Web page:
Renée A. Douma1; Nadine S. Gibson1; Victor E. A. Gerdes1,2; Harry R. Büller1; Philip S. Wells3; Arnaud Perrier4; Grégoire Le Gal5
1Department of Vascular Medicine, Academic Medical Center, Amsterdam, the Netherlands; 2Department of Internal Medicine, Slotervaartziekenhuis, Amsterdam, the Netherlands; 3Department of Medicine, University of Ottawa, Ottawa Hospital & Ottawa Health Research Institute, Ottawa, Ontario, Canada; 4Division of Internal General Medicine, Geneva University Hospital, Geneva, Switzerland; 5Department of Internal Medicine and Chest Diseases, CHU la Cavale Blanche, Brest, France
The recently introduced simplified Wells rule for the exclusion of pulmonary embolism (PE) assigns only one point to the seven variables of the original Wells rule. This study was performed to independently validate the simplified Wells rule for the exclusion of PE. We retrospectively calculated the prevalence of PE in the "unlikely" probability categories of the original Wells (cut-off ≤4) and the simplified Wells rule (cut-off ≤1) in 922 consecutive patients with clinically suspected PE from a multicenter cohort study. We compared the three-month incidence of venous thromboembolism (VTE) in patients with an unlikely probability and a normal D-dimer test using both scores, and the proportion of patients with this combination (clinical utility). The proportion of patients categorized as PE "unlikely" was similar using the original (78%) and the simplified (70%) Wells rule. The prevalence of PE was 13% (95% confidence interval [CI], 11–16%) and 12% (95%CI, 9.7–15%) for the original Wells and simplified Wells "unlikely" categories, respectively. None of the patients with PE "unlikely" and a normal D-dimer test experienced VTE during three-month follow-up. The proportions of patients in whom further tests could safely be withheld based on PE "unlikely" and a normal D-dimer test was 28% (95%CI, 25–31%) using the original and 26% (95%CI, 24–29%) using the simplified Wells rule. In this external retrospective validation study, the simplified Wells rule appeared to be safe and clinically useful, although prospective validation remains necessary. Simplification of the Wells rule may enhance the applicability.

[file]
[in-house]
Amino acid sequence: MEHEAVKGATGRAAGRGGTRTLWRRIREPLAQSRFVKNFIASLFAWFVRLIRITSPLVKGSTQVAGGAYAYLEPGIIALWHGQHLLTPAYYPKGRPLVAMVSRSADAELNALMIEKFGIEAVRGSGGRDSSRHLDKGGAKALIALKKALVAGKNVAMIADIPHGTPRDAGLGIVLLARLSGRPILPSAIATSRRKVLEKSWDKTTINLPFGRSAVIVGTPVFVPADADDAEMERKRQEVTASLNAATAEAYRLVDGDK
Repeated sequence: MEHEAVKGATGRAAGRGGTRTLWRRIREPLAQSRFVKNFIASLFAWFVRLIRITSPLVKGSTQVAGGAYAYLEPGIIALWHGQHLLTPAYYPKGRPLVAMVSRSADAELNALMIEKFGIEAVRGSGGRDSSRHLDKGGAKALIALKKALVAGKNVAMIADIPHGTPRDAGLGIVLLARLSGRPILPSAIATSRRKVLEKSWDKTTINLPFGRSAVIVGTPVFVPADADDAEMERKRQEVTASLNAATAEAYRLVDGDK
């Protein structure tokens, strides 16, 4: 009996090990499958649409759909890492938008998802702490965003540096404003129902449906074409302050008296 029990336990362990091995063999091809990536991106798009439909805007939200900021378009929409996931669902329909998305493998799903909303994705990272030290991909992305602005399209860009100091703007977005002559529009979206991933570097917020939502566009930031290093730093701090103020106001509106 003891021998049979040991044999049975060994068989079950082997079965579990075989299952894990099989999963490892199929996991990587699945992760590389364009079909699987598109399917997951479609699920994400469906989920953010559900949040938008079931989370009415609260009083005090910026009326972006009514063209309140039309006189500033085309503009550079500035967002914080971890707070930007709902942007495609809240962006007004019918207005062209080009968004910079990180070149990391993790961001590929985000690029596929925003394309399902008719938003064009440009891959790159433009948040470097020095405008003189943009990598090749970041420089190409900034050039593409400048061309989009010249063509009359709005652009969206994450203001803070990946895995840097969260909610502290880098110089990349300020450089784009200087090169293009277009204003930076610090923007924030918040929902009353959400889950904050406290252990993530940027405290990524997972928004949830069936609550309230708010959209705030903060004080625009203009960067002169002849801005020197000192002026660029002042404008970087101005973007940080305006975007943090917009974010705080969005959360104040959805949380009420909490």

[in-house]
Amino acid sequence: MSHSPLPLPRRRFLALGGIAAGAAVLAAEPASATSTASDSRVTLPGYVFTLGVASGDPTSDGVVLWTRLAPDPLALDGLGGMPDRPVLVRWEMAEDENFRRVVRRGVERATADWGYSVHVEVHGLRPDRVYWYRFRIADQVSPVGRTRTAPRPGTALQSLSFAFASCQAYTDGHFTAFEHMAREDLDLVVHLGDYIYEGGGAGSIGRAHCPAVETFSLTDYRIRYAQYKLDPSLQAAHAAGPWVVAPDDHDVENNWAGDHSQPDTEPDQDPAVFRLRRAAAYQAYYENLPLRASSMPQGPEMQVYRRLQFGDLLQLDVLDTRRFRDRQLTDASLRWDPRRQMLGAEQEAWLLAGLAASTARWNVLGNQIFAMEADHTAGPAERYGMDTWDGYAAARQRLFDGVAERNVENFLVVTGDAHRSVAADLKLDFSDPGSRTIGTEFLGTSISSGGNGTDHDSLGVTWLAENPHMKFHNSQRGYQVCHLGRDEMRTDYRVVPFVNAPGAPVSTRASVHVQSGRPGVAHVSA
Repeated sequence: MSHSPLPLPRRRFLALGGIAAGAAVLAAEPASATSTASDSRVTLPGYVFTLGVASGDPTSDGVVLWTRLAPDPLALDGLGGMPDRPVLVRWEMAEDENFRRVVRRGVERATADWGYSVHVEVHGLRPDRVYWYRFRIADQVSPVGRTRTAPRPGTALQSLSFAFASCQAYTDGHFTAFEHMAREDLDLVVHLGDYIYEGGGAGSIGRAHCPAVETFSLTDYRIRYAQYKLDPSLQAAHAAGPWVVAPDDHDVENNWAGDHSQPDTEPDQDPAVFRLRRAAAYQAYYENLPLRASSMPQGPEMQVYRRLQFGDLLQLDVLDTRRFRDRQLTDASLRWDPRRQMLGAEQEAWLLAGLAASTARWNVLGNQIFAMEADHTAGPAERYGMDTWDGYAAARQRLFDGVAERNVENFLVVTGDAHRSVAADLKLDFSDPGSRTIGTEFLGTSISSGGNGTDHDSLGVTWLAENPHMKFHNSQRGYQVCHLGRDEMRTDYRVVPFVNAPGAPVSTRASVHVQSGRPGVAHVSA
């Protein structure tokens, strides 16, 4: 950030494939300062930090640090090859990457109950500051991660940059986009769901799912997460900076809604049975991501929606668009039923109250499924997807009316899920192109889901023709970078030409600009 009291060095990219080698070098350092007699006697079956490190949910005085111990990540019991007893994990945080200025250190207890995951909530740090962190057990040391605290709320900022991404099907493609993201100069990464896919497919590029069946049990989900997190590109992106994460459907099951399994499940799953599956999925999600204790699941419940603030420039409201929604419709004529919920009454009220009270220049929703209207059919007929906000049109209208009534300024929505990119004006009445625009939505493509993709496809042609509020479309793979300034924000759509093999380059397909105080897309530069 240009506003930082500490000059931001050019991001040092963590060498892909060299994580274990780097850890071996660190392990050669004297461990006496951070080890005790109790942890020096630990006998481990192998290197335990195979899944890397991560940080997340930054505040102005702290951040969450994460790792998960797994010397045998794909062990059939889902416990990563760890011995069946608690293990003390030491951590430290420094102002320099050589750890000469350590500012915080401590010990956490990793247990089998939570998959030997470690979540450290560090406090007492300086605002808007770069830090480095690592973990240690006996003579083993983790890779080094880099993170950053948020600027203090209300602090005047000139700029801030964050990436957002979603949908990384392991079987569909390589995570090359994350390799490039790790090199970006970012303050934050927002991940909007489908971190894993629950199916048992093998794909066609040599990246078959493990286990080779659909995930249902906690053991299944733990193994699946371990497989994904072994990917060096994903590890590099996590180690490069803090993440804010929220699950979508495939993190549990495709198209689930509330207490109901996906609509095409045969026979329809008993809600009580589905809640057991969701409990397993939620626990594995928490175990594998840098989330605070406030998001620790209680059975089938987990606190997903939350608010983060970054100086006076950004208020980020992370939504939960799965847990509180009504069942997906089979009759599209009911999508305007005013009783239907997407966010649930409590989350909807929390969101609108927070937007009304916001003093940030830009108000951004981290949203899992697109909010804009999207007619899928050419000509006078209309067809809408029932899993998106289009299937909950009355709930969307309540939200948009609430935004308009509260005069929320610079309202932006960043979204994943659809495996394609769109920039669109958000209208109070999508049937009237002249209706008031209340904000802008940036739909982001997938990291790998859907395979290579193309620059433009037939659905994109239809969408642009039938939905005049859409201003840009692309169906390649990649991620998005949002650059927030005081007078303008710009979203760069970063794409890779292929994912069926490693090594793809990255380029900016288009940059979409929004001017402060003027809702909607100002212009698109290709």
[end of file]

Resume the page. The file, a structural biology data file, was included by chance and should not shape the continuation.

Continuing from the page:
Diagnosis, pulmonary embolism, D-dimer, clinical decision rule, Wells rule
Robbert J. Goekoop1, Neeltje Steeghs1, Rene W. L. M. Niessen2, Gé J. P. M. Jonkers3, Hans Dik4,Ad Castel5, Lies Werker-van Gelder6, L. Tom Vlasveld6, Rik C. J. van Klink7, Erwin V. Planken8, Menno V. Huisman1
Thromb Haemost 2007 97 1: 146-150
Marc Righini1 , Grégoire Le Gal3 , Sylvain De Lucia2 , Pierre-Marie Roy 5 , Guy Meyer 4 , Drahomir Aujesky6 , Henri Bounameaux1 , Arnaud Perrier2
Thromb Haemost 2006 95 4: 715-719
Clinical decision rule and D-dimer have lower clinical utility to exclude pulmonary embolism in cancer patients
Explanations and potential ameliorations
R. A. Douma (1), G. L. van Sluis (1), P. W. Kamphuisen (1), M. Söhne (1), F. W. G. Leebeek (2), P. M. M. Bossuyt (3), H. R. Büller (1)
Thromb Haemost 2010 104 4: 831-836
Patients receiving oral anticoagulants should be carefully managed to minimize the risk of bleeding...
Acquired haemophilia A (AHA) is a rare but often severe bleeding disorder caused by ...
Section III " Vitamin K antagonists in heart disease: Current status and perspectives" of...